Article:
Anonymous said...

I love all those thing that you were able to discover in my country. I miss Uruguay, but I'm afraid of going back there and get tired of the "10 things you hate about Uruguay". Anyways, I think I'm gonna take the risk.

Unknown said...

What I enjoyed about my time in Uruguay was that on the whole most people were well informed about the world and you could have interesting conversations with people. Even the ones who were not well educated always had something interesting to say.

Anonymous said...

I love this blog,in fact is the only blog I read.
But still I think you're to positive.
Uruguay is going thru very hard times,crime and corruption are very high also in areas that used to be safe.
You can't even park your fucking car without having to pay the stupid "cuida-coches" to protect your car (from themselves)
The city is full of beggars...
and what about the of herd of kids who roam the downton smoking crack , robbing ,vandalizing...

Man, just tell the whole story.

Anonymous said...

Time is not money can be translated into one word,Mananna-Tomorrow.A way of life that defined Spain before they joined the EU.A time when the Whole Country closed for siesta in the afternoon without thinking of lost business or money.A way of life that had Character and Culture.

Anonymous said...

We are happy to have moved back to Uruguay, after more than 40 years abroad. To add to your list of things we love about living in Uruguay:
the AIR is so PURE!! forget pollution.

Anonymous said...

You forgot dulce de leche!

gabouy said...

yeah, It´s true, dulce de leche should be on the list. I need my dulce de leche fix.

Unknown said...

gabo, you have a great blog going here. I couldnt agree with you more on some of the points you have mentioned here. You have amazing clean beaches. I cant wait till summer.

gabouy said...

neither can i :)

Graceingit said...

gabo with this entry you realy hit home. The 10 things you love about living in Uruguay, are the 10 things I miss the most. I have been reading your blog for some time now, but with this one... I finaly had to comment. Thank you gabo for being my conection to my beloved Uruguay!

gabouy said...

thanks grace! it's good to know someone is reading, and even enjoying :)

Arrancopelito said...

After living outside of Uruguay for about 20 years, I can say that my top, favorite thing about Uruguay is the air, especially in coastal areas of Maldonado where the smell of the pine trees and the gardens mixes with the ocean. Nothing beats it.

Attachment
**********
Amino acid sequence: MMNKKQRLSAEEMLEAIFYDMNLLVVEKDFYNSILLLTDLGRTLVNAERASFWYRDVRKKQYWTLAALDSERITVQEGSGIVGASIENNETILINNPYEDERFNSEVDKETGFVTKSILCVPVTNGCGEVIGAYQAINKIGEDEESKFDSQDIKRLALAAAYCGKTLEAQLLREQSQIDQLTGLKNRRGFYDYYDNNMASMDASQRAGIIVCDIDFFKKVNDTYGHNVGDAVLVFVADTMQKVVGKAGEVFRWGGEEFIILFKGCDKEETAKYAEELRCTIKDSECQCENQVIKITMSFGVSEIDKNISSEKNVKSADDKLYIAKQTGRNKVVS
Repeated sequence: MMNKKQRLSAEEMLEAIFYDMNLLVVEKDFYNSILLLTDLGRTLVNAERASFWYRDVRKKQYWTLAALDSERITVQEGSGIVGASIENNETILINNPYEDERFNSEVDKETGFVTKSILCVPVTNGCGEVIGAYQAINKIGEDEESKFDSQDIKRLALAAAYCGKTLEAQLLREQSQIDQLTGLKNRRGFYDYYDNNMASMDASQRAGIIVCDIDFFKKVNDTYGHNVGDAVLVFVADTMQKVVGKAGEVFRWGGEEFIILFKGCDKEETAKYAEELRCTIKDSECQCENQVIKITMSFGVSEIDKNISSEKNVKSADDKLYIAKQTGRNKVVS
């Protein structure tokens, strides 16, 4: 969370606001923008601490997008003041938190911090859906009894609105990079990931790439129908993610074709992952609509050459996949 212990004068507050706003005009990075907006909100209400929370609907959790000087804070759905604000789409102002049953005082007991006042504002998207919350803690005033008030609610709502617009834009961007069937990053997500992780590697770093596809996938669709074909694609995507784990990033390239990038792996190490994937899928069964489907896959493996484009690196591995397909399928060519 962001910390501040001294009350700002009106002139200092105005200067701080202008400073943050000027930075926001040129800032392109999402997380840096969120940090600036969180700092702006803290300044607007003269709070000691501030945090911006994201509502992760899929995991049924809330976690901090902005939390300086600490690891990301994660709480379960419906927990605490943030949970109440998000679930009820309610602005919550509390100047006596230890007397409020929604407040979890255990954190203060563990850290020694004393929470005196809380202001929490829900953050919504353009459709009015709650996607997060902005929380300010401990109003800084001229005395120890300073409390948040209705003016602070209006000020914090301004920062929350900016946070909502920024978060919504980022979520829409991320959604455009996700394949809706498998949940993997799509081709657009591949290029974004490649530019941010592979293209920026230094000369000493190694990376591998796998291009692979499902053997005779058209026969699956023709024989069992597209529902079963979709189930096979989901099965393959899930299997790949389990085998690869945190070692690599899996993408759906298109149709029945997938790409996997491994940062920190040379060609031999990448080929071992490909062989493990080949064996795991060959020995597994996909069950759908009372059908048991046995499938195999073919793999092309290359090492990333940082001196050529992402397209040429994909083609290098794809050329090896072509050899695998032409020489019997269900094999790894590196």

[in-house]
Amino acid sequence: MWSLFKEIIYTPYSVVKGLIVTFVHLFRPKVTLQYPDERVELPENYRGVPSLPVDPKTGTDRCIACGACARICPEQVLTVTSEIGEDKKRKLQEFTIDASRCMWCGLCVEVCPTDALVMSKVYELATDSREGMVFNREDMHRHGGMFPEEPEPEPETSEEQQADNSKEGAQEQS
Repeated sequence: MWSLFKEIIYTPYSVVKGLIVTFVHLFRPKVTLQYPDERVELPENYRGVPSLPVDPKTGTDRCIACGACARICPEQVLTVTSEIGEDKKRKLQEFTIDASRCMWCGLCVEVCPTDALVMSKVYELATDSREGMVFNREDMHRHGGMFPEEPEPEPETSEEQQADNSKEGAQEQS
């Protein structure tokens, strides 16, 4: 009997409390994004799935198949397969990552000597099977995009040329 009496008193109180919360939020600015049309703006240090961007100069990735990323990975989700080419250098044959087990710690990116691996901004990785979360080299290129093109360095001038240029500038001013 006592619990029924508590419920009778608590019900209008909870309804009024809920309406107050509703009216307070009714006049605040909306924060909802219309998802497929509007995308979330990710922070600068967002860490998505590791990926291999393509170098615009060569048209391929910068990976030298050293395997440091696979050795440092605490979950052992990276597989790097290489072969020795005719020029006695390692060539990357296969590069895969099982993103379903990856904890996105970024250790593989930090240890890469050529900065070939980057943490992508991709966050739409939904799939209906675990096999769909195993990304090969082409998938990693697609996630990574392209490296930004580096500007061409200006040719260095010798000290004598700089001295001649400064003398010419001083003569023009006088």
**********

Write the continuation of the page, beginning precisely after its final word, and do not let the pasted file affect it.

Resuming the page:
Anonymous said...

Your list is so true - even for those of us who have moved here from abroad and don't have family are really loving living in Uruguay. We'd like to add two more loves:
CULTURE: opera, theatre, concerts, etc. It's all here!!!
FOOD FERIAS: every day in or around our neighborhood of Pocitos you can buy FRESH, reasonably priced, seasonal fruits and veg...with earth still on it!!!!

Anonymous said...

This was so touching! Even though I've been in the US for almost 10 years I'll never forget the amazing lifestyle back home. Nothing can compare to our meat, our traditions, and our sincere lifestyle. Thanks for sharing something like this with all of us!

Nicole said...

I love your posts about your loves and hates of Uruguay. It is interesting to read from the perspective of someone living there:)

Sera N. said...

I sometimes come on your blog to hear you speak of the things I deeply miss. I am 20 years old and I live in Canada, I was born here but my father is Uruguayan. I just recently applied for my dual citizen ship and it utterly pains me to be far from a country I would love to call my home. I have been to Uruguay over 30 times for periods of no more than a month, but the feeling there is magical. I cannot express without shedding a tear the beauty of this country. I have been too many places all over the world including Italy, Spain, the UK, China, Africa, Australia, nothing, absolutely nothing compares. At the moment sadly I am debating the move from Toronto to Uruguay. I have heard many sad stories due to lack of jobs and I now have to weigh a life in Toronto with some money, snow, snooty people, a highly materialistic society vs. little money but a happy family driven beautiful life. I always have a skip in my heart as I get off the plane and smell the air of my beautiful home.

Anonymous said...

I was born in Uruguay , but have spent most of my life in rainy Britain listening to my parents stories of their homeland ( Uruguay) your blog has now convinced me to return to my birth place when I can afford it. Thank you